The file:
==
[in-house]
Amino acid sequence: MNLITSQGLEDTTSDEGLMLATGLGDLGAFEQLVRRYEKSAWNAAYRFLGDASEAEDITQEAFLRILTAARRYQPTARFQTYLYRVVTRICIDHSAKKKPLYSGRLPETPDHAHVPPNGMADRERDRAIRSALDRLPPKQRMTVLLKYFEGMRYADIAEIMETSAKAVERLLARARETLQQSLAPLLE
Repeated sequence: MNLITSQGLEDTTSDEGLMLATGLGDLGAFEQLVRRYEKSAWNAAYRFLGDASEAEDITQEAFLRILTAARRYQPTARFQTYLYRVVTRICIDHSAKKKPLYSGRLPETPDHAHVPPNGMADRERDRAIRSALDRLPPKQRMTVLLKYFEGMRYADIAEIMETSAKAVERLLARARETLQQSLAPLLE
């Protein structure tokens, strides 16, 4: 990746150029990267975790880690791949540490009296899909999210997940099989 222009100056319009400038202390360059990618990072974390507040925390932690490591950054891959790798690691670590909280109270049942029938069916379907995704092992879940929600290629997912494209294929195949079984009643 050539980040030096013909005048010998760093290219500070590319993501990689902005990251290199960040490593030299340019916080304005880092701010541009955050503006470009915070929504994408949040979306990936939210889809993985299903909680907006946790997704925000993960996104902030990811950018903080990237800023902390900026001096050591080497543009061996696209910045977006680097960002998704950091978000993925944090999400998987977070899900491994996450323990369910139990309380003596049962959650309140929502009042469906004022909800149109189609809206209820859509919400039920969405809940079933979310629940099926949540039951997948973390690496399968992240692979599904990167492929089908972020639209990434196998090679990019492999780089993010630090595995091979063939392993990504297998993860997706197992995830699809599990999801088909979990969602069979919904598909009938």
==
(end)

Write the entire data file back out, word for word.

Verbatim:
[in-house]
Amino acid sequence: MNLITSQGLEDTTSDEGLMLATGLGDLGAFEQLVRRYEKSAWNAAYRFLGDASEAEDITQEAFLRILTAARRYQPTARFQTYLYRVVTRICIDHSAKKKPLYSGRLPETPDHAHVPPNGMADRERDRAIRSALDRLPPKQRMTVLLKYFEGMRYADIAEIMETSAKAVERLLARARETLQQSLAPLLE
Repeated sequence: MNLITSQGLEDTTSDEGLMLATGLGDLGAFEQLVRRYEKSAWNAAYRFLGDASEAEDITQEAFLRILTAARRYQPTARFQTYLYRVVTRICIDHSAKKKPLYSGRLPETPDHAHVPPNGMADRERDRAIRSALDRLPPKQRMTVLLKYFEGMRYADIAEIMETSAKAVERLLARARETLQQSLAPLLE
């Protein structure tokens, strides 16, 4: 990746150029990267975790880690791949540490009296899909999210997940099989 222009100056319009400038202390360059990618990072974390507040925390932690490591950054891959790798690691670590909280109270049942029938069916379907995704092992879940929600290629997912494209294929195949079984009643 050539980040030096013909005048010998760093290219500070590319993501990689902005990251290199960040490593030299340019916080304005880092701010541009955050503006470009915070929504994408949040979306990936939210889809993985299903909680907006946790997704925000993960996104902030990811950018903080990237800023902390900026001096050591080497543009061996696209910045977006680097960002998704950091978000993925944090999400998987977070899900491994996450323990369910139990309380003596049962959650309140929502009042469906004022909800149109189609809206209820859509919400039920969405809940079933979310629940099926949540039951997948973390690496399968992240692979599904990167492929089908972020639209990434196998090679990019492999780089993010630090595995091979063939392993990504297998993860997706197992995830699809599990999801088909979990969602069979919904598909009938």